In 1997 I discovered the Pride Centre in Auckland which was in the very early stages of including trans people. I joined the board for 3 years. I helped organize TransIT; a social support group for trans people. TransIT lasted for about 3 years and developed into GenderBridge (established in 2000).
Through TransIT I met up with 4 other trans women who became friends and really supported me through the early years of my journey. We enjoyed meeting up for dinner once a month before TransIT meetings.

My Sister's Village Little Hucklow by Allyson Hamblett.

Monika: A few weeks ago Jared Leto received his Oscar for Best Supporting Actor for his role in "Dallas Buyers Club" as transgender Rayon. What do you think about transgender stories or characters which have been featured in films, newspapers, or books so far? 
Allyson: I enjoyed watching the “Dallas Buyers Club”. The story was very powerful, and I liked the character that Jared Leto played.
But it would have been great if the role had been performed by a trans actor, and we had seen a trans woman receiving an award for her performance. I also enjoyed watching “Different for Girls”.
Monika: The transgender cause is usually manifested together with the other LGBT communities? Being the last letter in this abbreviation, is the transgender community able to promote its own cause within the LGBT group?
Allyson: The T is strong in New Zealand at the moment. The wider Rainbow sector is behind us, but we are leading the way.
Monika: Is there anyone in the New Zealand transgender society whose actions could be compared to what Harvey Milk was doing in the 60s and 70s for gay activism?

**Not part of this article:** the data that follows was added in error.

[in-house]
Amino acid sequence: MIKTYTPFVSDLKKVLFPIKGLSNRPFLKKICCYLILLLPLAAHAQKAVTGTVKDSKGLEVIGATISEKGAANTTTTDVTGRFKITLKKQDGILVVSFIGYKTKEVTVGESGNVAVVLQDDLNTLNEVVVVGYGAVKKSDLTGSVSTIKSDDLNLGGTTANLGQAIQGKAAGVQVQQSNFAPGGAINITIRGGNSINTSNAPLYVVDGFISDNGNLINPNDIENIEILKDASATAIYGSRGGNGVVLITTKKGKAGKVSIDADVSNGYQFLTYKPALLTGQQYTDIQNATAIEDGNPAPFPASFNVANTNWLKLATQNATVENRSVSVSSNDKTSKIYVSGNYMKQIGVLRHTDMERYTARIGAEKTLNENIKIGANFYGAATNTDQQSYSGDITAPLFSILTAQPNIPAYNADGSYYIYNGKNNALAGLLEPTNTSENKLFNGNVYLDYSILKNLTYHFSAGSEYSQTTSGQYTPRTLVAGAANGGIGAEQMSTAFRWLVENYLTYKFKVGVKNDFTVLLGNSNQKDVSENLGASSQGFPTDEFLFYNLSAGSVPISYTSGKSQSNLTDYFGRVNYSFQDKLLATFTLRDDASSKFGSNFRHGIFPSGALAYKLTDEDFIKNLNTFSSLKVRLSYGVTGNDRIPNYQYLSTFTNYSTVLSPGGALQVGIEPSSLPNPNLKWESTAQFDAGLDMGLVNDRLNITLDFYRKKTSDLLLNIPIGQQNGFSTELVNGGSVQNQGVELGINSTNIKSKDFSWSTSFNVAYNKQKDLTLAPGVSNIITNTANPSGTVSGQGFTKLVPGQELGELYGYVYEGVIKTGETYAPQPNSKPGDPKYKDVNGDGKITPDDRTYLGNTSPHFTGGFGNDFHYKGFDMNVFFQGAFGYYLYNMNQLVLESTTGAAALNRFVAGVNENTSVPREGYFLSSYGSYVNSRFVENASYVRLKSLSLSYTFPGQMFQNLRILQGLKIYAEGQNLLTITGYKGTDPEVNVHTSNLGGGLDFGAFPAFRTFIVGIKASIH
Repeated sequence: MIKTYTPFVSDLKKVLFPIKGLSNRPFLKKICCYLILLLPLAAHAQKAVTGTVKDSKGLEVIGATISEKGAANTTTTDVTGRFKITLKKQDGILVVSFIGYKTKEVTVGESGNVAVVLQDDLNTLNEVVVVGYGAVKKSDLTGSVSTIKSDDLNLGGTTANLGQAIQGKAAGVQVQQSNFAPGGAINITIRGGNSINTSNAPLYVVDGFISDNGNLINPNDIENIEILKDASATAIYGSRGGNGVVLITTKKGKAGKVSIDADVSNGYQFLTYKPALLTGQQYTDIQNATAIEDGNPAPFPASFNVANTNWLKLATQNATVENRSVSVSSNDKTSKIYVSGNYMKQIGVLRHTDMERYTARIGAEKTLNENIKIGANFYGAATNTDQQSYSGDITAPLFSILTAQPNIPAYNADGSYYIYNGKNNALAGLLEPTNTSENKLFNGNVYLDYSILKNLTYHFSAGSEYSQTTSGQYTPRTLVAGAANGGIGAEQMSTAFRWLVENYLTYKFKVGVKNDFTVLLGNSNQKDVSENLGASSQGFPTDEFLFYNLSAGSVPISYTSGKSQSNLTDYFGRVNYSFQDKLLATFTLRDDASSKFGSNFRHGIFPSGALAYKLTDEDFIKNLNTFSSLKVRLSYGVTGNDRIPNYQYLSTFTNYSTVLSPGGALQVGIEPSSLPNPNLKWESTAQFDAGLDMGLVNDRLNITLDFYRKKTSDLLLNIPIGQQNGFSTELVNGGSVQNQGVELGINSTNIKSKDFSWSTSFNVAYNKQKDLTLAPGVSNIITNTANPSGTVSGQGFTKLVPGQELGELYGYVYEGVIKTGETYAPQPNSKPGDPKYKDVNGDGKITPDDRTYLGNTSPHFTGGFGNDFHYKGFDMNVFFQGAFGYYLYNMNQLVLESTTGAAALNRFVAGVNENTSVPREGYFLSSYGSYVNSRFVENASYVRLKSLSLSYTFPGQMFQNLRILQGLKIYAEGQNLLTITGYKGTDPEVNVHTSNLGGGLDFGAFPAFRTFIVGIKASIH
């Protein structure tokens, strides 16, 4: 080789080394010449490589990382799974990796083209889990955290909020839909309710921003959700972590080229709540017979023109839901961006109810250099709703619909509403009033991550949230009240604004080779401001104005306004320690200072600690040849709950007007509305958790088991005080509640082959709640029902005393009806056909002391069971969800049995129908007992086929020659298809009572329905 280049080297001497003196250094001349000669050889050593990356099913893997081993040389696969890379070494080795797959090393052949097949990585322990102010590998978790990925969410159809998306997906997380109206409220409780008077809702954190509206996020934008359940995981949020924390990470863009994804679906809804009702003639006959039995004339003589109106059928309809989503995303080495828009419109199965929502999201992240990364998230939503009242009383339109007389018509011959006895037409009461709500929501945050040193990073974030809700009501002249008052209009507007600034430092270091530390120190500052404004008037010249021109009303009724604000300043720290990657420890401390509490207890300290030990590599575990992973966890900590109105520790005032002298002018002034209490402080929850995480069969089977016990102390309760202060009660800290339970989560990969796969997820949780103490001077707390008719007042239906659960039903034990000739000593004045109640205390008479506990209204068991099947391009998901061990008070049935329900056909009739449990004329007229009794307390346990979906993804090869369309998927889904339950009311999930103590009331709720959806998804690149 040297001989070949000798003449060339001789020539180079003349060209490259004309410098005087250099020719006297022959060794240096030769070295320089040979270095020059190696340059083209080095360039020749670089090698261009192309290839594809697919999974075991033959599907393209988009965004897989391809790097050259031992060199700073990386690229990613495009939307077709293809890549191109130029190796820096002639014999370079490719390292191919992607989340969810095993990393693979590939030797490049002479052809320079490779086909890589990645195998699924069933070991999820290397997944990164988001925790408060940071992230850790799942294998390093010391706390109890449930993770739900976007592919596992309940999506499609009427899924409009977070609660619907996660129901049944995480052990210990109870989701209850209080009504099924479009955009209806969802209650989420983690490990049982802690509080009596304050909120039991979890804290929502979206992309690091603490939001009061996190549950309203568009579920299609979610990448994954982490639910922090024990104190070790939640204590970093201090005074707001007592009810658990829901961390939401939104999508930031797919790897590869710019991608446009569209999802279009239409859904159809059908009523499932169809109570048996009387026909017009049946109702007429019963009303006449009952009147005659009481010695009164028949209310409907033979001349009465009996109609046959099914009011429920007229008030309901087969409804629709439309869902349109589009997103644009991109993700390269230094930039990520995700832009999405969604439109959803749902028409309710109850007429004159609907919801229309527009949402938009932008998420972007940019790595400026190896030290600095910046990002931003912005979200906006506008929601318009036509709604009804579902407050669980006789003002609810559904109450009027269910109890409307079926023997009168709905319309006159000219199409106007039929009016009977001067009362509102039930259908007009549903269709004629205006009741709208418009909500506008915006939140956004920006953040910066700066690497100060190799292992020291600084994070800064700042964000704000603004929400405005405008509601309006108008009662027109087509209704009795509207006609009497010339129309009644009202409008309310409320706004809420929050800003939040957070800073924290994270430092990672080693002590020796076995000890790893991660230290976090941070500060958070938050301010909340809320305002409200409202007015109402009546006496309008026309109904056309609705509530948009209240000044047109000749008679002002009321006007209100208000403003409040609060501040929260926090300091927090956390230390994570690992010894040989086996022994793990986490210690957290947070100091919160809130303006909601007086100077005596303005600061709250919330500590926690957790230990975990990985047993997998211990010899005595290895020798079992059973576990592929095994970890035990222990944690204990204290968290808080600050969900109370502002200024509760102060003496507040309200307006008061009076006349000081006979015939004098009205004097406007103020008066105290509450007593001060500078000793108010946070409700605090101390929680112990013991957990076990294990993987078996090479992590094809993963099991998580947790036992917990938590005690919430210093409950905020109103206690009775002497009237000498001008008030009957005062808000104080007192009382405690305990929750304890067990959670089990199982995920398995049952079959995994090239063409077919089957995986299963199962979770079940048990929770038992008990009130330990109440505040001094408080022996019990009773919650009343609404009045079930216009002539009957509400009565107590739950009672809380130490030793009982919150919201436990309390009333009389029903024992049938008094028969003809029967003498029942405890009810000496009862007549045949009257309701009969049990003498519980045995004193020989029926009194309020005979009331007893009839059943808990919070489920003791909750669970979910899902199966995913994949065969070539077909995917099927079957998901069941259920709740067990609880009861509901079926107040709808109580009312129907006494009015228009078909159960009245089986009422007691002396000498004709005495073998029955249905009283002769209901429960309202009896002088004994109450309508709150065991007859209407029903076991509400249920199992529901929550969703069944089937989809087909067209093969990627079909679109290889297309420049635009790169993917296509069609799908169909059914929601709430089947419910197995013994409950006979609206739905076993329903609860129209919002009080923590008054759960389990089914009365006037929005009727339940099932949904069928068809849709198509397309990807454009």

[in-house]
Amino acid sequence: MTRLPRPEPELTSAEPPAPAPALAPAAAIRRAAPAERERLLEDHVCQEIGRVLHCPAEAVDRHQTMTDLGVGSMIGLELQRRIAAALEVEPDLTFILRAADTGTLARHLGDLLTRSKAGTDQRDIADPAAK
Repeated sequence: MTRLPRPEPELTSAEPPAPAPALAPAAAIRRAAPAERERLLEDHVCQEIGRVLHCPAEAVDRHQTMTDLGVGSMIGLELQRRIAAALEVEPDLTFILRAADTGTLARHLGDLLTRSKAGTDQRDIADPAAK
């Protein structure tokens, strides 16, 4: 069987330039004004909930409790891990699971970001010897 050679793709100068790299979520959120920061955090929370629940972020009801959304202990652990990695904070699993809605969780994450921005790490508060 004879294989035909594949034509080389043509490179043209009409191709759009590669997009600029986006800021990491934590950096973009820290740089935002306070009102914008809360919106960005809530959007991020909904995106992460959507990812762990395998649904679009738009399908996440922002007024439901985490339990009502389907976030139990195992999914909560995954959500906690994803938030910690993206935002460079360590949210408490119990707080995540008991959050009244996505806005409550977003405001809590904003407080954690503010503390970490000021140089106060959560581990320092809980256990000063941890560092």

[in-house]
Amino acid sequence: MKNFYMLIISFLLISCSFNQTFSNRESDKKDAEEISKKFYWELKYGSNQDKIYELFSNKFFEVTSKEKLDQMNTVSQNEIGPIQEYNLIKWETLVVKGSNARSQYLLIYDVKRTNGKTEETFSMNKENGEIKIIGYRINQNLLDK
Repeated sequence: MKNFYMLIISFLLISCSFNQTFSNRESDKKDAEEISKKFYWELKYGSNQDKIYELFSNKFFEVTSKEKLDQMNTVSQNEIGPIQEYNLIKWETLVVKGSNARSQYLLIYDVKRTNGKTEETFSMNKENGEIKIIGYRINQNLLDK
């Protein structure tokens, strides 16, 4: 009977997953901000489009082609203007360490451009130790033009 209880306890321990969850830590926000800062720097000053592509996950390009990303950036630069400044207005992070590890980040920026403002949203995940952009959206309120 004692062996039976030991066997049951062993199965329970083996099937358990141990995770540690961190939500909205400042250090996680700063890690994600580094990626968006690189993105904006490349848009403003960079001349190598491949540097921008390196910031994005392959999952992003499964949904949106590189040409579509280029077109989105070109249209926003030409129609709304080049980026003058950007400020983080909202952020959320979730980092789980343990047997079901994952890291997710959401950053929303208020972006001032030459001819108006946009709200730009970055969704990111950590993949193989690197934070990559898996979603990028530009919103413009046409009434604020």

Allyson: Over the years the trans communities in NZ have become stronger and lots of people in the community are doing lots of work to promote change. Trans advocates are making a very significant change. It's great working with Kelly and Lexie on this project.
Monika: Are you active in politics? Do you participate in any lobbying campaigns? Do you think transgender women can make a difference in politics?
Allyson: Yes. I’m in regular contact with a few MPs. Currently, a Supplementary Order Paper (SOP 432) is going through parliament, via the Statutes Amendment Bill No 4. SOP 432 will add gender identity to the sex category of the NZ Human Rights Act. I hope it will pass by the end of the year. I’m also trying to amend the Citizenship Act 1977 so that overseas-born trans people can have their citizenship certificates reissued if they become NZ Citizens before they transition. This will take more lobbying work.
I think everyone can make a difference in politics. Recently I heard that people generally see politics and Government as something that happens to you. Over the last few years, I’ve discovered that one can have an influence on politics.

The Wedding by Allyson Hamblett.

Monika: Could you tell me about the importance of love in your life?
Allyson: Love is what life is all about. Learning to love yourself is key to a good life.
Monika: Do you like fashion? What kind of outfits do you usually wear? Any special fashion designs, colors, or trends?
Allyson: I like fashion, but have become lazy with it over the years. I want to blend in but have forgotten how to stand out. Feel it’s time to see Gok Wan.
Monika: Many transgender ladies write their memoirs. Have you ever thought about writing such a book yourself?
Allyson: I have thought about it. I’ve written 15,000 words so far, but have lost momentum. I think I need to achieve more before I start writing again.
Monika: What is your next step in the present time and where do you see yourself within the next 5-7 years?
Allyson: Ensure Supplementary Order Paper 432 passes into law. In 5-7 years I hope that the Citizenship Act 1977 has been amended. And I hope that I’m enjoying my advocacy work and making some changes in society. I wouldn’t mind trying to get into local or central government. I think I have the skills needed.
Monika: What would you recommend to all transgender girls struggling with gender dysphoria?
Allyson: Start to come out. Look for groups that can support you and just be who you are. Enjoy the process.
Monika: Allyson, thank you for the interview!

All the photos: courtesy of Allyson Hamblett.
© 2014 - Monika Kowalska

Search This Blog